The West Nile virus has been detected in Culex mosquitoes in the Milligan Street area of East Knoxville and a portion of the Halls community in North Knox County.

It comes exactly a week after mosquitoes in South Knoxville tested positive for the disease.

The Knox County Health Department will spray for mosquitoes in these areas on Thursday, Aug. 3 between 9 p.m. and midnight, weather permitting, to reduce the population and risk of the virus spreading to humans.

Signs will be posted in the affected neighborhoods to alert residents, who are asked to stay inside during spraying and keep pets inside or in the backyard.

The following locations will be sprayed:

Milligan Street Spray Area:

  • Summit Avenue
  • Turner Street
  • Mundy Street
  • Nichols Avenue
  • North Harrison Street
  • Washington Avenue east of Cherry Street
  • Jefferson Avenue east of Cherry Street
  • Woodbine Avenue east of Cherry Street
  • East Fifth Avenue east of Cherry Street
  • Milligan Street north of East Magnolia Avenue
  • North Hembree Street north of East Magnolia Avenue
  • North Elmwood Street
  • North Castle Street north of Cherry Street
  • North Mary Street north of Magnolia Avenue
  • North Beaman Street north of Magnolia Avenue
  • Manor Drive
  • Crawford Avenue
  • Lakeside Street north of East Magnolia Avenue
  • Hampton Avenue
  • Kirkwood Street north of East Magnolia Avenue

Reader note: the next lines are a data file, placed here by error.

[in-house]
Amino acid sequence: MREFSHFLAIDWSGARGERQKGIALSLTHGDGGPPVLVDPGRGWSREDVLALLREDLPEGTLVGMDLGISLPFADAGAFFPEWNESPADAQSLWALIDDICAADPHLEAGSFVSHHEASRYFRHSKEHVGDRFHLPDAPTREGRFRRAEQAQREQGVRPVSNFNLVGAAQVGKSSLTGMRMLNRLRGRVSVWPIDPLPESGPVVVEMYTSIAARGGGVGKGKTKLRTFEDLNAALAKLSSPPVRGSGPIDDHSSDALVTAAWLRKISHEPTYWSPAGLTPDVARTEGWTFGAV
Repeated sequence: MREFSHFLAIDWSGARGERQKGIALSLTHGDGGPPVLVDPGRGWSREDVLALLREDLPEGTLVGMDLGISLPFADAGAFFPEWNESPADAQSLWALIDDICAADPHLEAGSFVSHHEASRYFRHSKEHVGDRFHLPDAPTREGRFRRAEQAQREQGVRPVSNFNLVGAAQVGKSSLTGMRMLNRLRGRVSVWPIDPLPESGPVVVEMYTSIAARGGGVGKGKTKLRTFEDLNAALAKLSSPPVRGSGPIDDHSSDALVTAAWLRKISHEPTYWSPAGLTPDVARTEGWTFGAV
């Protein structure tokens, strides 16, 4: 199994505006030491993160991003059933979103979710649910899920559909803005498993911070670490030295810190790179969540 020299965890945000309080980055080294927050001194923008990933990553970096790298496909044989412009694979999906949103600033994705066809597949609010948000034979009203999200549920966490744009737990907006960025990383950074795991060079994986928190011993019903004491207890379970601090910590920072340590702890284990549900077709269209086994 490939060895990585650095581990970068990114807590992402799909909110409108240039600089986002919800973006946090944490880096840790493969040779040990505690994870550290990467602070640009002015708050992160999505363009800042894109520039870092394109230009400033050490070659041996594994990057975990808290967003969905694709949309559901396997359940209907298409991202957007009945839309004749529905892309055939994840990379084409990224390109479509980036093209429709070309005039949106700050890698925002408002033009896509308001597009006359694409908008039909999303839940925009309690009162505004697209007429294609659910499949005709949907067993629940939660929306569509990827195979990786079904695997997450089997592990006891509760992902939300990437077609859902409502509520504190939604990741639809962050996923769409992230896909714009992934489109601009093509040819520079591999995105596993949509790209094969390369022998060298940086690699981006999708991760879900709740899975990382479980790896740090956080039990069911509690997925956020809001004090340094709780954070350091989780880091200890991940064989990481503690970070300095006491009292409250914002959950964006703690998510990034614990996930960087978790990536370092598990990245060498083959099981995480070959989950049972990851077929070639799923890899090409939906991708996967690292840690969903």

• American Avenue
  • Knoxville Zoo Drive

Halls Spray Area:

  • Homestead Drive
  • Hallbrook Road
  • Arlie Drive
  • Zirkle Drive
  • Marshall Drive
  • Portion of Old Maynardville Pike
  • Areas around Halls Middle School and Halls High School

Follow-up spraying is scheduled for Thursday, Aug. 17.

The above-mentioned sprayings are in addition to the South Knoxville area treated on July 27 and scheduled for follow-up treatment on Aug. 10.

To prevent mosquito bites and reduce mosquito habitats, officials recommend the following:
• Apply repellants to skin often; these can include lotions, liquids or sprays. The CDC recommends the use of repellants that contain DEET, Picaridin, oil of lemon eucalyptus or para-menthane 3, 8-diol, and IR3535. The duration of protection varies by repellant; read labels on products to determine when reapplications are necessary for optimal
• Wear long, loose and light-colored shirts and pants and wear socks.
• Treat clothing with permethrin or purchase pretreated permethrin clothing.
• Dispose of, regularly empty, or turn over any water holding containers on your property such as tires, cans, flower pots, children’s toys or trash cans.
• To prevent breeding in large water-holding devices, including bird baths or garden pools, use larvicides such as mosquito torpedoes or mosquito dunks. If used properly, larvicides will not harm animals.